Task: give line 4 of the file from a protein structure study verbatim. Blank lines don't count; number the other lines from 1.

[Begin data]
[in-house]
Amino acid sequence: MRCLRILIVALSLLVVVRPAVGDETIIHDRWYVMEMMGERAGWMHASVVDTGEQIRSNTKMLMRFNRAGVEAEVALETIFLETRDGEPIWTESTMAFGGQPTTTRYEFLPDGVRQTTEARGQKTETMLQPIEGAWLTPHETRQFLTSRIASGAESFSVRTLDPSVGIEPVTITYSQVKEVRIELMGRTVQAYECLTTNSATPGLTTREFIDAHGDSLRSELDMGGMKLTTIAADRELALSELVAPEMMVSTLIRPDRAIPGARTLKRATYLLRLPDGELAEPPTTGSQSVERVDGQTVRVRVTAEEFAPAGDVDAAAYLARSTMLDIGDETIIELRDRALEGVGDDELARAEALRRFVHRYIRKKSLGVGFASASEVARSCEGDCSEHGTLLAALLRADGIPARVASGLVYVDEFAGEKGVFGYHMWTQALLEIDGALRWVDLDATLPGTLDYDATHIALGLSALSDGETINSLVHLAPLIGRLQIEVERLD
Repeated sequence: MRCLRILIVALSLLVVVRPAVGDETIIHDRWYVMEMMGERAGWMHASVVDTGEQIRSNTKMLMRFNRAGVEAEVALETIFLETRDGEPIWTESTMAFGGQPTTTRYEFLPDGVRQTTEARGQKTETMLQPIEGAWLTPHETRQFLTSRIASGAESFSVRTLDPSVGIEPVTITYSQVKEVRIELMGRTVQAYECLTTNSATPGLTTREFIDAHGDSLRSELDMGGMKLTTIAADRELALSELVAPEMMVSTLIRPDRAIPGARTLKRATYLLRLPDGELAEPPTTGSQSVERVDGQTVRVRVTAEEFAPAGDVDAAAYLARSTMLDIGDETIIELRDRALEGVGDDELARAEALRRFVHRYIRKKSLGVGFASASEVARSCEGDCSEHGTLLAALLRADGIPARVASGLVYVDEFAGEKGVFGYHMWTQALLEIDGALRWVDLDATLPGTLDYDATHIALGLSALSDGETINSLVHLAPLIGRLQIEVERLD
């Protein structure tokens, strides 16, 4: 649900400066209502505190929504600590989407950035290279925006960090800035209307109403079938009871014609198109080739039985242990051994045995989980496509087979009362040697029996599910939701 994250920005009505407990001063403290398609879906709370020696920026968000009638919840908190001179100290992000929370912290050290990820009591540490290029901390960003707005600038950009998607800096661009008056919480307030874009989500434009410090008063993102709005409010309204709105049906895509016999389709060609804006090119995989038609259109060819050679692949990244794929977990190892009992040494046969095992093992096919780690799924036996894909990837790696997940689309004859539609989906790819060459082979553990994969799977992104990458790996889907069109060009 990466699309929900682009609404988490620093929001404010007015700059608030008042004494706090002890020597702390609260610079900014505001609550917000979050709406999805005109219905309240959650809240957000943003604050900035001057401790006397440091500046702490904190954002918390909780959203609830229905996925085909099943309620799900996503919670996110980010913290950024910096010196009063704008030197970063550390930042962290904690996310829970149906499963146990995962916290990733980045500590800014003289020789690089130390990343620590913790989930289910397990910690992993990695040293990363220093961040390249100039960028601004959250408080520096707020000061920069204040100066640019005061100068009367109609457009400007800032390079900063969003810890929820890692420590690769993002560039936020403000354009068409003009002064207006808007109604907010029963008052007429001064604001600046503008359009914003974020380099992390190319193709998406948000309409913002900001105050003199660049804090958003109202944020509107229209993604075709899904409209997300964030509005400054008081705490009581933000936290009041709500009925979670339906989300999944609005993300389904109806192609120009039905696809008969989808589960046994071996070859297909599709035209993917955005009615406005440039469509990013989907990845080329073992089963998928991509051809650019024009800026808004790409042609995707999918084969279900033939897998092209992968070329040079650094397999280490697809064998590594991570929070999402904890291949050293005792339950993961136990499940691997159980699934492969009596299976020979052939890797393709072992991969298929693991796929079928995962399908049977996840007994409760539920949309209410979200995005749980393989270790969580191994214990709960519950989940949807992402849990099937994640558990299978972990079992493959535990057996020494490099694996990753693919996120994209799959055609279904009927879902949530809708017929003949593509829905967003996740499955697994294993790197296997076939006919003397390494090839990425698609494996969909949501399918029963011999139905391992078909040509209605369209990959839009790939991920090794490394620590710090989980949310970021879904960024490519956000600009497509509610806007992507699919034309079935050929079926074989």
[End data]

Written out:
């Protein structure tokens, strides 16, 4: 649900400066209502505190929504600590989407950035290279925006960090800035209307109403079938009871014609198109080739039985242990051994045995989980496509087979009362040697029996599910939701 994250920005009505407990001063403290398609879906709370020696920026968000009638919840908190001179100290992000929370912290050290990820009591540490290029901390960003707005600038950009998607800096661009008056919480307030874009989500434009410090008063993102709005409010309204709105049906895509016999389709060609804006090119995989038609259109060819050679692949990244794929977990190892009992040494046969095992093992096919780690799924036996894909990837790696997940689309004859539609989906790819060459082979553990994969799977992104990458790996889907069109060009 990466699309929900682009609404988490620093929001404010007015700059608030008042004494706090002890020597702390609260610079900014505001609550917000979050709406999805005109219905309240959650809240957000943003604050900035001057401790006397440091500046702490904190954002918390909780959203609830229905996925085909099943309620799900996503919670996110980010913290950024910096010196009063704008030197970063550390930042962290904690996310829970149906499963146990995962916290990733980045500590800014003289020789690089130390990343620590913790989930289910397990910690992993990695040293990363220093961040390249100039960028601004959250408080520096707020000061920069204040100066640019005061100068009367109609457009400007800032390079900063969003810890929820890692420590690769993002560039936020403000354009068409003009002064207006808007109604907010029963008052007429001064604001600046503008359009914003974020380099992390190319193709998406948000309409913002900001105050003199660049804090958003109202944020509107229209993604075709899904409209997300964030509005400054008081705490009581933000936290009041709500009925979670339906989300999944609005993300389904109806192609120009039905696809008969989808589960046994071996070859297909599709035209993917955005009615406005440039469509990013989907990845080329073992089963998928991509051809650019024009800026808004790409042609995707999918084969279900033939897998092209992968070329040079650094397999280490697809064998590594991570929070999402904890291949050293005792339950993961136990499940691997159980699934492969009596299976020979052939890797393709072992991969298929693991796929079928995962399908049977996840007994409760539920949309209410979200995005749980393989270790969580191994214990709960519950989940949807992402849990099937994640558990299978972990079992493959535990057996020494490099694996990753693919996120994209799959055609279904009927879902949530809708017929003949593509829905967003996740499955697994294993790197296997076939006919003397390494090839990425698609494996969909949501399918029963011999139905391992078909040509209605369209990959839009790939991920090794490394620590710090989980949310970021879904960024490519956000600009497509509610806007992507699919034309079935050929079926074989």